Season One, Episodes Twelve & Thirteen — “Soliloquy of Chaos”, “You Know My Steez”
By Jarrod Jones. Diamondback should have never been in this show.
Of the many problems blighting Marvel Studios’ otherwise below-par Netflix series, Luke Cage, Diamondback sits at the very top of the heap. Played with a considerable side of ham by Erik LaRay Harvey, Willis Stryker steps into the void left behind by the untimely (and ill-advised) passing of Cornell “Cottonmouth” Stokes for the second half of this overlong series without a shred of Cottonmouth’s charisma or disarming charm. In the Marvel Cinematic Universe, Harvey plays Diamondback as a Joker-level threat to Harlem, but with his manic Bible quotations and pathetic, comics-inspired threads, he more closely resembles Bozo the Clown.
“I’m the angel of death,” he says. Sure you are.
Diamondback’s delusions of grandeur underline just how absurd Luke Cage can be. And I use the word “absurd” completely aware that Cage exists in a universe where insane robots rip entire cities out of the ground and a magic glove could undo everything that ever existed on a whim. There are moments where it works, in spite of itself. We’ll find Stryker talking, simmering with just enough menace that he could actually be confused for an intimidating foe. (“You speak to me as if you are not in the presence of death,” being one of his few A+ bon mots.) But then he continues to speak, peppering his monologues with downright awful one-liners: “You know when a rattlesnake is at its most dangerous?” God, I hope that’s a rhetorical question.
Luke Cage is the least subtle show Marvel has ever produced. (No small task considering how all over the place Daredevil‘s second season was.) So it’s fitting that the only character gifted with balanced nuance would get his head caved in to make way for all the posturing and clowning that would follow. If there was a chance for Luke Cage to succeed, it lied on the shoulders of Mahershala Ali’s beautiful performance. The show is a lesser thing without him.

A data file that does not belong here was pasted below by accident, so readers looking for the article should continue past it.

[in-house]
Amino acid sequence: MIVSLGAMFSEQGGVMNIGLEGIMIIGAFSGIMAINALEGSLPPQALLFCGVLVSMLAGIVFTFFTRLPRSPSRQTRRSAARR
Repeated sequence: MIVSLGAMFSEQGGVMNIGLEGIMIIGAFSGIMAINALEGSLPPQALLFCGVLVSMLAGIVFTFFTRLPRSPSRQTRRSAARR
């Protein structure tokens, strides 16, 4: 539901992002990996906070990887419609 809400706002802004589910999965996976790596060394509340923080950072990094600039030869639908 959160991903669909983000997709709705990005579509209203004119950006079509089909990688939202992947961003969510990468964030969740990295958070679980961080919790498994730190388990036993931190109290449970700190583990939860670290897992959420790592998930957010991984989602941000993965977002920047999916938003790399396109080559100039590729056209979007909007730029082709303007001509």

So we’re left with Mike Colter, whose brick shithouse physique paradoxically lacks dramatic presence. (A monologue he gives about the purposes of civic duty towards the end of this season falls utterly flat.) We’re left with Alfre Woodard’s Mariah Dillard, who is only ever at the mercy of the men in her life. (Even when she ultimately succeeds, you can still see the puppet strings attached to Shades, the show’s top-notch henchman.) And Willis Stryker? Detective Misty Knight? Claire Temple, the Netflix Night Nurse? They’re meant to be the pillars that hold Luke Cage and Black Mariah’s war aloft. No wonder the show teeters when it should totter.
If the performances and character-building amount to about nothing at all, all that’s left is to focus on the show’s themes, arguably the strongest thing Luke Cage has going for it. It spends some time depicting Harlem in a positive light, a community struggling to maintain its identity in an age of gentrification and a frightening lack of hope. In the show’s better moments, Harlem absolutely crackles with energy and verve (even if it more closely resembles Harlem of thirty years ago), evocative of better stories that also sought to capture the struggle found within the African American community. (Crooklyn comes to mind, another story that features the essential Alfre Woodard.) In its better moments, when the show begins to settle into itself, we start to hear its beating heart.
And that’s when Luke Cage comes screeching in to make sure that everyone knows precisely what it’s up to. An indestructible black man wearing a hoodie is a crucially important symbol today, so the show makes sure to have Method Man point that out to us (in a cameo that only becomes bewildering once the show comes to a complete stop so he can squeeze in a folk song about our hero). An indestructible black hero should make white authority figures feel small and insignificant, so the show screeches to a halt for a quick sequence where a white cop says precisely this. The final, poorly-lit, poorly choreographed fistfight between Luke and Willis stands in for their more symbolic battle for Harlem’s soul, so here comes Alfre Woodard to say that exact thing out loud into a microphone.